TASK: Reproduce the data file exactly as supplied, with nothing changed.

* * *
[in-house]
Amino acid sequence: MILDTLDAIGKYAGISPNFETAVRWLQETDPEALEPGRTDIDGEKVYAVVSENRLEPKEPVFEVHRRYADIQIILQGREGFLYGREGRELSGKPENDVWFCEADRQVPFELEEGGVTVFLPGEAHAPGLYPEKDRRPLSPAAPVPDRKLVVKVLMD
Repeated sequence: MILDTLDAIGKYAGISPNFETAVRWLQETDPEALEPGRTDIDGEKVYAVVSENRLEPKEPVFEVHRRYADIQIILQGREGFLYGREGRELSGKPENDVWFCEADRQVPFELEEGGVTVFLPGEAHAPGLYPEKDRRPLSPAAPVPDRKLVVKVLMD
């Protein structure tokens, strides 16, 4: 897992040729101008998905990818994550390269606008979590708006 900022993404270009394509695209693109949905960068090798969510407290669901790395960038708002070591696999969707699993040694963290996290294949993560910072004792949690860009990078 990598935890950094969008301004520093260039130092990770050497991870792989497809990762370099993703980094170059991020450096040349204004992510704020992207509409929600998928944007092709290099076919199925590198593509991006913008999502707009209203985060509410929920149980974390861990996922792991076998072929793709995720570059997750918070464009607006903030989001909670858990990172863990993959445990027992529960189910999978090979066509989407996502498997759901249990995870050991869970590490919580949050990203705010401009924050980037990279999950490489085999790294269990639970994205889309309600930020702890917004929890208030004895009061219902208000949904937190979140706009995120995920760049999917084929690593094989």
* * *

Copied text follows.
[in-house]
Amino acid sequence: MILDTLDAIGKYAGISPNFETAVRWLQETDPEALEPGRTDIDGEKVYAVVSENRLEPKEPVFEVHRRYADIQIILQGREGFLYGREGRELSGKPENDVWFCEADRQVPFELEEGGVTVFLPGEAHAPGLYPEKDRRPLSPAAPVPDRKLVVKVLMD
Repeated sequence: MILDTLDAIGKYAGISPNFETAVRWLQETDPEALEPGRTDIDGEKVYAVVSENRLEPKEPVFEVHRRYADIQIILQGREGFLYGREGRELSGKPENDVWFCEADRQVPFELEEGGVTVFLPGEAHAPGLYPEKDRRPLSPAAPVPDRKLVVKVLMD
């Protein structure tokens, strides 16, 4: 897992040729101008998905990818994550390269606008979590708006 900022993404270009394509695209693109949905960068090798969510407290669901790395960038708002070591696999969707699993040694963290996290294949993560910072004792949690860009990078 990598935890950094969008301004520093260039130092990770050497991870792989497809990762370099993703980094170059991020450096040349204004992510704020992207509409929600998928944007092709290099076919199925590198593509991006913008999502707009209203985060509410929920149980974390861990996922792991076998072929793709995720570059997750918070464009607006903030989001909670858990990172863990993959445990027992529960189910999978090979066509989407996502498997759901249990995870050991869970590490919580949050990203705010401009924050980037990279999950490489085999790294269990639970994205889309309600930020702890917004929890208030004895009061219902208000949904937190979140706009995120995920760049999917084929690593094989």